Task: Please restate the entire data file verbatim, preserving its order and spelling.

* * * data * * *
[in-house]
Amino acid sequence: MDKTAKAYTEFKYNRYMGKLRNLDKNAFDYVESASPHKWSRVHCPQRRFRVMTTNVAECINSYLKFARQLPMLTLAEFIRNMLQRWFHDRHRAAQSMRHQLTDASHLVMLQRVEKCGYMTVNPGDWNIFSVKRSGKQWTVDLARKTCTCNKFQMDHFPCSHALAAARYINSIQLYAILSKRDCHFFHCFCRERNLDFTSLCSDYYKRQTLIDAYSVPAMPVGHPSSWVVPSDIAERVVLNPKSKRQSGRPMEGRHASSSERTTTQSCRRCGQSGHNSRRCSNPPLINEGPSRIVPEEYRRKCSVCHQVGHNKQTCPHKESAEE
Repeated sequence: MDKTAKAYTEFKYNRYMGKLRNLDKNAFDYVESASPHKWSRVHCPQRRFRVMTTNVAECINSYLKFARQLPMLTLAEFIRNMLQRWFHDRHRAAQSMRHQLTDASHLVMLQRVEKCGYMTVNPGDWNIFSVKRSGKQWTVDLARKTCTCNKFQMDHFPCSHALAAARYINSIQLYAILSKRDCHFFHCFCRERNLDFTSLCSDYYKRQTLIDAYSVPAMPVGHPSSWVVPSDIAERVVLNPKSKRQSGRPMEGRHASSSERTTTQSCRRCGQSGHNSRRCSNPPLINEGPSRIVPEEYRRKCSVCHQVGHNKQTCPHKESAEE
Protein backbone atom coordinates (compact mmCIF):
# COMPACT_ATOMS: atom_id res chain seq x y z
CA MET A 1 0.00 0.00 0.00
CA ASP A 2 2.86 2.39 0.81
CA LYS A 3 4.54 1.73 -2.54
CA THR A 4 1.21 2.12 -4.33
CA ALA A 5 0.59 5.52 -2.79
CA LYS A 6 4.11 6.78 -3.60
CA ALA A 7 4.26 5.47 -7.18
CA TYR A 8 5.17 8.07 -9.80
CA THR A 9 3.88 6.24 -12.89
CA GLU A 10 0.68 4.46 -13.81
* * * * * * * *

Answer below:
[in-house]
Amino acid sequence: MDKTAKAYTEFKYNRYMGKLRNLDKNAFDYVESASPHKWSRVHCPQRRFRVMTTNVAECINSYLKFARQLPMLTLAEFIRNMLQRWFHDRHRAAQSMRHQLTDASHLVMLQRVEKCGYMTVNPGDWNIFSVKRSGKQWTVDLARKTCTCNKFQMDHFPCSHALAAARYINSIQLYAILSKRDCHFFHCFCRERNLDFTSLCSDYYKRQTLIDAYSVPAMPVGHPSSWVVPSDIAERVVLNPKSKRQSGRPMEGRHASSSERTTTQSCRRCGQSGHNSRRCSNPPLINEGPSRIVPEEYRRKCSVCHQVGHNKQTCPHKESAEE
Repeated sequence: MDKTAKAYTEFKYNRYMGKLRNLDKNAFDYVESASPHKWSRVHCPQRRFRVMTTNVAECINSYLKFARQLPMLTLAEFIRNMLQRWFHDRHRAAQSMRHQLTDASHLVMLQRVEKCGYMTVNPGDWNIFSVKRSGKQWTVDLARKTCTCNKFQMDHFPCSHALAAARYINSIQLYAILSKRDCHFFHCFCRERNLDFTSLCSDYYKRQTLIDAYSVPAMPVGHPSSWVVPSDIAERVVLNPKSKRQSGRPMEGRHASSSERTTTQSCRRCGQSGHNSRRCSNPPLINEGPSRIVPEEYRRKCSVCHQVGHNKQTCPHKESAEE
Protein backbone atom coordinates (compact mmCIF):
# COMPACT_ATOMS: atom_id res chain seq x y z
CA MET A 1 0.00 0.00 0.00
CA ASP A 2 2.86 2.39 0.81
CA LYS A 3 4.54 1.73 -2.54
CA THR A 4 1.21 2.12 -4.33
CA ALA A 5 0.59 5.52 -2.79
CA LYS A 6 4.11 6.78 -3.60
CA ALA A 7 4.26 5.47 -7.18
CA TYR A 8 5.17 8.07 -9.80
CA THR A 9 3.88 6.24 -12.89
CA GLU A 10 0.68 4.46 -13.81